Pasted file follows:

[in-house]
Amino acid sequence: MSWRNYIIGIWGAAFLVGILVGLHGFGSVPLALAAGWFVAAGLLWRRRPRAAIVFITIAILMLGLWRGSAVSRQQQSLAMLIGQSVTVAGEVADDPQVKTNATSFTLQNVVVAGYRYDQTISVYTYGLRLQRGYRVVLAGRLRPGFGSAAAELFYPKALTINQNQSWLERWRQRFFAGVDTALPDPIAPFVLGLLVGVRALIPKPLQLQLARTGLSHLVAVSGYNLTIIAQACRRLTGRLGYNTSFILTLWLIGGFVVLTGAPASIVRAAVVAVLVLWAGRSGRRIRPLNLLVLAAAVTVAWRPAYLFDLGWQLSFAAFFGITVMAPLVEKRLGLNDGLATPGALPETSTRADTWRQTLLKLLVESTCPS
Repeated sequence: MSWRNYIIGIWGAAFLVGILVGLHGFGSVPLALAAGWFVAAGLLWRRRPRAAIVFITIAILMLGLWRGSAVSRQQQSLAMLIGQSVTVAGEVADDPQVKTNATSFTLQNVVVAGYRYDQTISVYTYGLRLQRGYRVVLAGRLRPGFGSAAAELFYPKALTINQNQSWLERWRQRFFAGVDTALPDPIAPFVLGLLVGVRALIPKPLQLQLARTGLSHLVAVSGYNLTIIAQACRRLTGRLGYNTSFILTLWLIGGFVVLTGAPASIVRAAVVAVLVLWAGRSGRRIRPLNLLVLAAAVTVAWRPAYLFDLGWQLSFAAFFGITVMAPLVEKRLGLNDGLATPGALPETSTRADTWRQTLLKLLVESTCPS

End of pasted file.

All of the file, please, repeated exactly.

[in-house]
Amino acid sequence: MSWRNYIIGIWGAAFLVGILVGLHGFGSVPLALAAGWFVAAGLLWRRRPRAAIVFITIAILMLGLWRGSAVSRQQQSLAMLIGQSVTVAGEVADDPQVKTNATSFTLQNVVVAGYRYDQTISVYTYGLRLQRGYRVVLAGRLRPGFGSAAAELFYPKALTINQNQSWLERWRQRFFAGVDTALPDPIAPFVLGLLVGVRALIPKPLQLQLARTGLSHLVAVSGYNLTIIAQACRRLTGRLGYNTSFILTLWLIGGFVVLTGAPASIVRAAVVAVLVLWAGRSGRRIRPLNLLVLAAAVTVAWRPAYLFDLGWQLSFAAFFGITVMAPLVEKRLGLNDGLATPGALPETSTRADTWRQTLLKLLVESTCPS
Repeated sequence: MSWRNYIIGIWGAAFLVGILVGLHGFGSVPLALAAGWFVAAGLLWRRRPRAAIVFITIAILMLGLWRGSAVSRQQQSLAMLIGQSVTVAGEVADDPQVKTNATSFTLQNVVVAGYRYDQTISVYTYGLRLQRGYRVVLAGRLRPGFGSAAAELFYPKALTINQNQSWLERWRQRFFAGVDTALPDPIAPFVLGLLVGVRALIPKPLQLQLARTGLSHLVAVSGYNLTIIAQACRRLTGRLGYNTSFILTLWLIGGFVVLTGAPASIVRAAVVAVLVLWAGRSGRRIRPLNLLVLAAAVTVAWRPAYLFDLGWQLSFAAFFGITVMAPLVEKRLGLNDGLATPGALPETSTRADTWRQTLLKLLVESTCPS